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G.R. No.

217135, January 31, 2018

MANILA SHIPMANAGEMENT & MANNING, INC., AND/OR HELLESPONT HAMMONIA GMBH & CO. KG
AND/OR AZUCENA C. DETERA, Petitioners, v. RAMON T. ANINANG, Respondent.

DECISION

The failure of a seafarer to submit himself/herself to a post-employment medical examination by a


company-designated physician within three working days upon his return to the Philippines shall result in
the forfeiture of his/her right to claim disability benefits.

The Case

Challenged before this Court via this Petition for Review on Certiorari under Rule 45 of the Rules of
Court is the Decision of the Court of Appeals (CA) promulgated on October 29, 2014, which reversed and
set aside the Decision and Resolution dated June 10, 2013 and August 30, 2013, respectively, of the
National Labor Relations Commission (NLRC). Likewise challenged is the subsequent Resolution of the
CA promulgated on February 24, 2015, which upheld the earlier decision.

Facts:

The respondent is a Filipino seafarer, who signed a Contract of Employment as Chief Engineer with
HELLESPONT HAMMONIA GMBH & CO. KG (petitioner), through its manning agent in the Philippines,
petitioner MANILA SHIPMANAGEMENT & MANNING, INC. The duration of the contract was for six (6)
months, with a basic monthly salary of US$2,435.00, and an owner bonus of US$4,600.00. The contract
specified a 40-hour work week with subsistence allowance amounting to US$152.00, leave pay of
US$649.00, and fixed overtime pay per month of US$1,464.00.

On June 26, 2010, the respondent commenced his duties and departed the Philippines on board "MT
HELLESPONT CREATION." Sometime thereafter, and while still aboard the vessel, the respondent
experienced chest pain and shortness of breath. As found by the CA, the respondent requested for early
repatriation from the master of the vessel, but was refused, and instead, his contract was extended for
another month from December 12, 2010 to January 31, 2011. On February 2, 2011, the respondent
arrived back in the Philippines.

According to the petitioners, after the respondent's repatriation, the latter "never voiced out any health
concern nor did he report for a post-employment medical examination." The petitioners further alleged
that they had no contact whatsoever with the respondent until the time that they (petitioners) received
the complaint filed by the respondent on March 6, 2012. The petitioners pointed out that this complaint
was initiated more than one year after the respondent's disembarkation from "MT HELLESPONT
CREATION."

On the other hand, the respondent asserted that upon his arrival in the Philippines, he "immediately
went to private respondent MANSHIP (herein petitioner) for post-employment medical examination, but
private respondent MANSHIP failed to refer him to the company-designated physician." According to
the respondent, petitioners' refusal prompted him to consult with his personal physician, Dr. Achilles C.
Esguerra, who later on diagnosed him with congestive heart failure, and declared him physically unfit for
sea service.

According to the respondent, on February 15, 2011, less than two weeks after his arrival in the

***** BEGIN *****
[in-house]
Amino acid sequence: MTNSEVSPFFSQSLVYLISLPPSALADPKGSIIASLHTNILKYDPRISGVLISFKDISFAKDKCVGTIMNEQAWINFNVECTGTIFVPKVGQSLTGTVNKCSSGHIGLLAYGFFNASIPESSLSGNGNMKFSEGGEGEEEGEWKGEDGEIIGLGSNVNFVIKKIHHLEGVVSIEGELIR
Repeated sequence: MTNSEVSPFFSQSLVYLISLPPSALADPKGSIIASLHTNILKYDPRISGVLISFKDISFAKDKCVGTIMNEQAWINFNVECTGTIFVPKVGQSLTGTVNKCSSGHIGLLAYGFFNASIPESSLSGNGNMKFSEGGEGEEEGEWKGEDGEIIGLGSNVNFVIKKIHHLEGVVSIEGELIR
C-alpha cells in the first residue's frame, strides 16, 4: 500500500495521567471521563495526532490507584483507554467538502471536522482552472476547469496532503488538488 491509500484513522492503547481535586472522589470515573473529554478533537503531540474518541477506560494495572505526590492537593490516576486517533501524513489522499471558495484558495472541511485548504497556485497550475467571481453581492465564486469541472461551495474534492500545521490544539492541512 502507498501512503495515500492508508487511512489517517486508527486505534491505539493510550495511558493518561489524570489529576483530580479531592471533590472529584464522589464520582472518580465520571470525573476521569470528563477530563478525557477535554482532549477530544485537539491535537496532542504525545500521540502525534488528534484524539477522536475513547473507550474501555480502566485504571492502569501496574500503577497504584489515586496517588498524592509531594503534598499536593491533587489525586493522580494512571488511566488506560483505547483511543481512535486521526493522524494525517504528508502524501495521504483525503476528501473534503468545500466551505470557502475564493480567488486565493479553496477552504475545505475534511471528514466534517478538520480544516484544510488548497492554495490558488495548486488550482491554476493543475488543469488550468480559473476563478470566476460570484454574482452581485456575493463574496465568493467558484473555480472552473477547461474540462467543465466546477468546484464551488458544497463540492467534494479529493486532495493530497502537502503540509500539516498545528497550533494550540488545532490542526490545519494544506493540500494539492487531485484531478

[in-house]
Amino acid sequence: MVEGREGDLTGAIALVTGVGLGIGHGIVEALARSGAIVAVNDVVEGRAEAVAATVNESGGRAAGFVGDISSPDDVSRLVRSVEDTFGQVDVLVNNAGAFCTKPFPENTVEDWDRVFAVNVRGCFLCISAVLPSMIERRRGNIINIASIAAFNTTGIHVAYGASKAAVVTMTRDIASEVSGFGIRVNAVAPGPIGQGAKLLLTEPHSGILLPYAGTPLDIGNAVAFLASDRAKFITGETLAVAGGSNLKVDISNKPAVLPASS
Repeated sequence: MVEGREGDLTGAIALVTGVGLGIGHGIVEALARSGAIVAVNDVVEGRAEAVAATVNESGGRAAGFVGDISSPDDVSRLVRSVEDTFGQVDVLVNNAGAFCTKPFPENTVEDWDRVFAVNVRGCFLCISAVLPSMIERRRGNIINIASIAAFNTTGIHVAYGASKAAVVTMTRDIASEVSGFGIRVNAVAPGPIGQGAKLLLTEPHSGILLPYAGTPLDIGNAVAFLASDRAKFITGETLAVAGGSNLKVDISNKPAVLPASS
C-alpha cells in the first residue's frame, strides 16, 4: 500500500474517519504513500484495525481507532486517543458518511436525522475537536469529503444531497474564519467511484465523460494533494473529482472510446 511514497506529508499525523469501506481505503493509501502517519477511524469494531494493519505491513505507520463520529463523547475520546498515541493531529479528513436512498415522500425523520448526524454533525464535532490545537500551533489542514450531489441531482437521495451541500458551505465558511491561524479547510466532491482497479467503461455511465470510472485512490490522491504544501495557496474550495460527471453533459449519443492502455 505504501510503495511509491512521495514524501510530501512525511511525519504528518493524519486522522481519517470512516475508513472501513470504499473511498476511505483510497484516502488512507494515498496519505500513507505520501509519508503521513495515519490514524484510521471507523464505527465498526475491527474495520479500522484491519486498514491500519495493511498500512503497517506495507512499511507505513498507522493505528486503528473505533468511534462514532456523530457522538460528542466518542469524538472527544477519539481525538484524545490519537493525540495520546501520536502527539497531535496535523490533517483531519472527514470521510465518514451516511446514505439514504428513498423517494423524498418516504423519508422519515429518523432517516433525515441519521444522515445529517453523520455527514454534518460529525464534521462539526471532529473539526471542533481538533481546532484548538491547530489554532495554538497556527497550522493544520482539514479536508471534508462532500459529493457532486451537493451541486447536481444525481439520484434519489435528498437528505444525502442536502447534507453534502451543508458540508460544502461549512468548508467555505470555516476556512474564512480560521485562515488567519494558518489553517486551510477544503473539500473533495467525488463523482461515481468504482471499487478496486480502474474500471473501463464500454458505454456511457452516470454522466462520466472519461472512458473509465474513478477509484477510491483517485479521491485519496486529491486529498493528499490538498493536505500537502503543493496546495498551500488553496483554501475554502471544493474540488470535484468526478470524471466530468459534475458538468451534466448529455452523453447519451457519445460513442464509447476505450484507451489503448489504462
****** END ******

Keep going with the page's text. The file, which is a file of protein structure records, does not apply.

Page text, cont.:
Philippines, he underwent ECG, ED Echo, and ultrasound procedures in Clinica Caritas. Few days
thereafter, on February 26, 2011, he suddenly collapsed and was rushed to the Medical City where he
was confined for three days. By September 29, 2011, Dr. Esguerra diagnosed him of his illness. On
February 2, 2012, he was once more confined, this time in St. Luke's Medical Center for eight days, and
was diagnosed with "dilated cardiomyopathy (non-ischemic) S/P CVD Infarct (2010) and chronic atrial
fibrillation."

On the basis of the foregoing, the respondent sought from the petitioners the payment of disability
benefits; medical, surgical, and hospitalization expenses; and sickness allowance. The petitioners denied
the claim.

Hence, on June 1, 2012, the respondent filed with the Labor Arbiter (LA) a complaint against the
petitioners.

Issue:
(1) Whether or not the respondent complied with the post-employment medical examination by a
company-designated physician within three working days upon his return to the Philippines.

Ruling:

In the case at hand, the determination of whether or not the respondent did indeed present himself to
the petitioners for medical treatment within three days from his disembarkation resulted to varying
findings of facts among the LA, NRLC, and CA, which eventually germinated three different conclusions.

In the LA decision, the LA found that the respondent did fail to comply with the requirement, but the LA
found that "[t]here is justifiable cause for the failure to comply with the reporting requirement as the
complainant was not medically repatriated." In the same way, the NLRC likewise averred that the
respondent failed to comply with the requirement, but contrary to the LA decision, it found no justifying
cause thereto. Still, in yet another finding, the CA asserted that the respondent indeed presented
himself before the petitioners and that "there is no denying this fact."

As a final word, the Court has time and again upheld the primacy of labor, for it is through the effort of
the Filipino worker that the economy is stirred and is steered to the right direction. However, as before,
the Court shall not be an instrument to the detriment of the employer if the most basic rules in the
POEA Contract are not complied with as in this case.

WHEREFORE, premises considered, the Decision and Resolution of the Court of Appeals dated October
29, 2014 and February 24, 2015, respectively, are hereby REVERSED and SET ASIDE. The Decision of the
National Labor Relations Commission dated June 10, 2013, which reversed and set aside the Decision of
the Labor Arbiter dated July 31, 2012 and dismissed the Complaint for lack of merit, is
hereby REINSTATED.